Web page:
The way I choose photographs is that I like is to view them on my computer as thumbnails. If they don’t make an impact at this size, I think they probably won’t make an impact on me when I blow them up big. However, what looks good as a thumbnail can have glaring issues when it gets blown up to a large canvas size. I’ve found people in my pictures I didn’t know were there or distracting signs I hadn’t noticed before. There’s something about the quality of a print that really makes you study it, plus the definition is much sharper than even an HDTV monitor.

It’s cheap original art if you hang your own pictures. I’ve seen a blog post online that says good photographers would never hang their own pictures. What utter rubbish! Why the heck are you taking pictures if not to enjoy them?

Pick a subject and keep shooting it

Instead of scooting around everywhere taking pictures of everything, find a subject and really concentrate on it. Walk around it; try to capture the essence of it in your photos by getting close and concentrating on detail, form, light, and color. It could be a person, pet, statue, scene, or building. Whatever it is, don’t stop thinking about it and shooting it until you believe you have caught exactly what it is that attracted you to photograph it in the first place.

Pick a technique and learn it

Knowing something thoroughly will help you get the results you want from your camera. Choose a technique and stick with it for at least a week. Shoot everything using the technique. For example, only shoot in portrait orientation (long side vertical). You will start to see what pictures work best in this framing.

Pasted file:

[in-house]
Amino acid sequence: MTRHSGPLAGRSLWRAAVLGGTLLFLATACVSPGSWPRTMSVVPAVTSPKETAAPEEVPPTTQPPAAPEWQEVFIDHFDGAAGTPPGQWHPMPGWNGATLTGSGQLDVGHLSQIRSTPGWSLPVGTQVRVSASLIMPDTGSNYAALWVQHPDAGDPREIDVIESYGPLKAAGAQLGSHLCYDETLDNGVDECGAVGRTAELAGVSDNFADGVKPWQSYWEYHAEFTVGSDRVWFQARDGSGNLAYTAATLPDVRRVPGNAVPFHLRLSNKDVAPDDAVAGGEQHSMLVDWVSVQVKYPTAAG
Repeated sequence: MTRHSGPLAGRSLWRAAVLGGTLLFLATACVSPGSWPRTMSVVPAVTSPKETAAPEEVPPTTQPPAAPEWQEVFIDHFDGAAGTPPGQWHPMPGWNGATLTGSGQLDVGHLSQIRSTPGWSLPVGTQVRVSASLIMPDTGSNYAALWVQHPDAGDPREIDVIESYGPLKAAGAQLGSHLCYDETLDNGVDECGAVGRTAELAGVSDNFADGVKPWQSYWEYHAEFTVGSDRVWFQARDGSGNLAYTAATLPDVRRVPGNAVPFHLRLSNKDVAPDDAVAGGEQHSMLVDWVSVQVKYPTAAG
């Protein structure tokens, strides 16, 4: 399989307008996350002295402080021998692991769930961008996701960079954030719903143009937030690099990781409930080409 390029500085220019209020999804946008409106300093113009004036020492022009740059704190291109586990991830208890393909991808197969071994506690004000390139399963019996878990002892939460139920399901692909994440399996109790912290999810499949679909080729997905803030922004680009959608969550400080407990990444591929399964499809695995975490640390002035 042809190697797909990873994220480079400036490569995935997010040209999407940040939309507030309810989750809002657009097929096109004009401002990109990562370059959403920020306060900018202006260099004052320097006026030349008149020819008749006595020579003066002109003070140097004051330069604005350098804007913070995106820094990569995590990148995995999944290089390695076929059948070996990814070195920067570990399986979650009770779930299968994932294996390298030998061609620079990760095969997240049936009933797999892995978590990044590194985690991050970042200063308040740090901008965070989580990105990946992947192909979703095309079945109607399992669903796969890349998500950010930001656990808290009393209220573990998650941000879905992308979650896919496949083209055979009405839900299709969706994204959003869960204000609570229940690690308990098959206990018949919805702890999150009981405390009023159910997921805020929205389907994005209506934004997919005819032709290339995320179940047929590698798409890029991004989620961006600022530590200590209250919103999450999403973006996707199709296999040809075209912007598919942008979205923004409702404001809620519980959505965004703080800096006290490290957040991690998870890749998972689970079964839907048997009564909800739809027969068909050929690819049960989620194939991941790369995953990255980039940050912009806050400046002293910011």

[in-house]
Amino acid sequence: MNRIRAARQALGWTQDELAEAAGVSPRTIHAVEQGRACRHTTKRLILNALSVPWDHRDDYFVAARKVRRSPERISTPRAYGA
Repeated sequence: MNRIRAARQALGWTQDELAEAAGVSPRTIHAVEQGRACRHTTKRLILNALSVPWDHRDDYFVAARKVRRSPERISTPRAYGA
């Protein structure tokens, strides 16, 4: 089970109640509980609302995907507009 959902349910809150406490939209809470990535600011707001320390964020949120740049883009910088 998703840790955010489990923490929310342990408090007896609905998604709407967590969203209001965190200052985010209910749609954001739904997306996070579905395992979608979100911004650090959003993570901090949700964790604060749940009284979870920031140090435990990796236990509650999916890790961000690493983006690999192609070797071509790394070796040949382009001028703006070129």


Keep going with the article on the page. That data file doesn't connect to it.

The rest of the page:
Never lose your sense of learning

The worst thing you can do is to believe you know everything and don’t need to learn any more. If you are a know-all, you will turn people off from sharing ideas with you. Your photography will become stale and your images will no longer inspire you. It’s a good idea to try and have humility and know that you can learn something from anybody.

Visit museums

Don’t just look at your own pictures, but spend time studying the works of others. Go up to a photograph in a museum and ask yourself “Could I take that?” If yes, then why didn’t you? Study the picture and look at all the elements of composition and tone. Get inspiration and ideas from it that you can put into your photography. Ask yourself what it is about the picture that makes it good and learn to apply the criticism to your own pictures.